Which Joe gave his name to ‘sloppy joes’? We look at five interesting sandwiches and their lexical origins.
[mass noun] Watery liquid secreted into the mouth by glands, providing lubrication for chewing and swallowing, and aiding digestion.
spit, spittle, dribble, drool, slaver, slobber, sputumView synonyms
- ‘The total daily flow of saliva from all the salivary glands is around 600 ml.’
- ‘I struggled to take long deep breaths and bit hard on the sides of my tongue to bring saliva into my mouth.’
- ‘She turned around only to see a whole pack of wolves standing there, saliva dripping from their open mouths.’
- ‘For the first few days you may produce more saliva than usual, and need to swallow more often.’
- ‘The flu virus is usually spread in the small droplets of saliva coughed or sneezed into the atmosphere by an infected person.’
- ‘Avoiding refined sugars between meals gives your teeth a chance to be remineralised by saliva.’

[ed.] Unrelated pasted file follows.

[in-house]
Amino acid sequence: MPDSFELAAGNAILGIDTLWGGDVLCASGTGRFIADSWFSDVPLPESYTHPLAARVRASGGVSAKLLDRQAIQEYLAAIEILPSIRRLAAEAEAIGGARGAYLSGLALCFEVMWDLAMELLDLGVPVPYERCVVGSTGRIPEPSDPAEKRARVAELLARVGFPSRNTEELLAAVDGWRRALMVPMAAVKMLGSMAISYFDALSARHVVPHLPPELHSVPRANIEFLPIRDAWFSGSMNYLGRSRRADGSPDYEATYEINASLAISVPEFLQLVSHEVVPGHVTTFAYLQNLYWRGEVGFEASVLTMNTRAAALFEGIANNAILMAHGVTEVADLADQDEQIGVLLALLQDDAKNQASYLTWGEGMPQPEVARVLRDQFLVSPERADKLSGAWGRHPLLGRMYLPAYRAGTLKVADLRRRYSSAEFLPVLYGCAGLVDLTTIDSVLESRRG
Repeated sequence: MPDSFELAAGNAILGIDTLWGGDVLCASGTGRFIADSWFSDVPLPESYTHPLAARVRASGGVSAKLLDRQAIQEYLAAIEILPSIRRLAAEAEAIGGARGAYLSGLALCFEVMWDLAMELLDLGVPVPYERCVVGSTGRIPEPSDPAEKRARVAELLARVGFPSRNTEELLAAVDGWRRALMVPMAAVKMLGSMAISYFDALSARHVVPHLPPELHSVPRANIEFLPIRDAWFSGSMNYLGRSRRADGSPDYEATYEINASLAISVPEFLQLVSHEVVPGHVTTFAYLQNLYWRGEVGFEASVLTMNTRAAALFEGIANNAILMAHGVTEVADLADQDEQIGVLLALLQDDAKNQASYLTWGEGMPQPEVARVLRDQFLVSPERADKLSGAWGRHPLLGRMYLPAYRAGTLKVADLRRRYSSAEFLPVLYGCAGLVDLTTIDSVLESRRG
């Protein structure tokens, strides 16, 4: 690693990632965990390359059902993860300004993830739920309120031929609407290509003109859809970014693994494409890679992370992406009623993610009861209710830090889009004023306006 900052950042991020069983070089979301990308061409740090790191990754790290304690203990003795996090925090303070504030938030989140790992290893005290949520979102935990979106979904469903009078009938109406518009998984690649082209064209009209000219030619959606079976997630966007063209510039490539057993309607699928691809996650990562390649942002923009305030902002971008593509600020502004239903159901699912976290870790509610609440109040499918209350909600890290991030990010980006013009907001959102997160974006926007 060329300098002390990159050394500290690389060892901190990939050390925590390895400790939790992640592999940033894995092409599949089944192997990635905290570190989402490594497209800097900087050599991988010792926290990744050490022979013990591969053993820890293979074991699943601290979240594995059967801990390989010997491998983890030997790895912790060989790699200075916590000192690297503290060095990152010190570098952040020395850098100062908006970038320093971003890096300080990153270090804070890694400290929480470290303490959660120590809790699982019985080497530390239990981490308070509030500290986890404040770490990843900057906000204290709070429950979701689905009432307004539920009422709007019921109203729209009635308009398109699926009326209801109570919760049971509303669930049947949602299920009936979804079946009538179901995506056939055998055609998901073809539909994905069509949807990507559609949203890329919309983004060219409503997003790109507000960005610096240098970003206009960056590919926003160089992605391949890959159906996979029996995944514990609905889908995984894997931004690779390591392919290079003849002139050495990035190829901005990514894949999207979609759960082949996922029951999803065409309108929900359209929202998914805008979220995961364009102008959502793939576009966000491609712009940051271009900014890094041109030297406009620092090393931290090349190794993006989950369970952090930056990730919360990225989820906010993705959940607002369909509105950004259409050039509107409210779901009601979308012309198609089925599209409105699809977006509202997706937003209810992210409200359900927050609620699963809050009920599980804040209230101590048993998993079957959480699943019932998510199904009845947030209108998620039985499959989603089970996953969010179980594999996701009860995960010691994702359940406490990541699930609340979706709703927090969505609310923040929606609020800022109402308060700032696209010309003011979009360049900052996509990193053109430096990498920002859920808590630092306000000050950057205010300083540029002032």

- ‘His lower lip was slack and a dribble of saliva appeared at the corner of his mouth.’
- ‘I rolled a pebble round and round inside my mouth, gathering a small pool of saliva, until that too dried up.’
- ‘I let out a dry wheeze and reach to wipe the spit and saliva away from my mouth.’
- ‘Occasionally people are infected through bodily fluids such as saliva, but this is rare.’
- ‘When the food doesn't go down, the mouth produces more saliva to try and lubricate everything into submission.’
- ‘Once the sugary foods have gone from the mouth salts from your saliva act to repair the damaged enamel.’
- ‘They were provided with a plastic container and asked to provide 2 ml of saliva by expectoration.’
- ‘Rabies is mainly transmitted in saliva during a bite from an infected animal.’
- ‘My throat was dry and my mouth was filled with a thick, sticky saliva.’
Late Middle English: from Latin.
Are you looking for a word for a foolish person? We explore twelve interesting words to describe the dunderheads in your life.
Before you run for the hills, let’s run through a list of ‘run’ expressions that are running through our minds.
The definitions of ‘buddy’ and ‘bro’ in the OED have recently been revised. We explore their history and increase in popularity.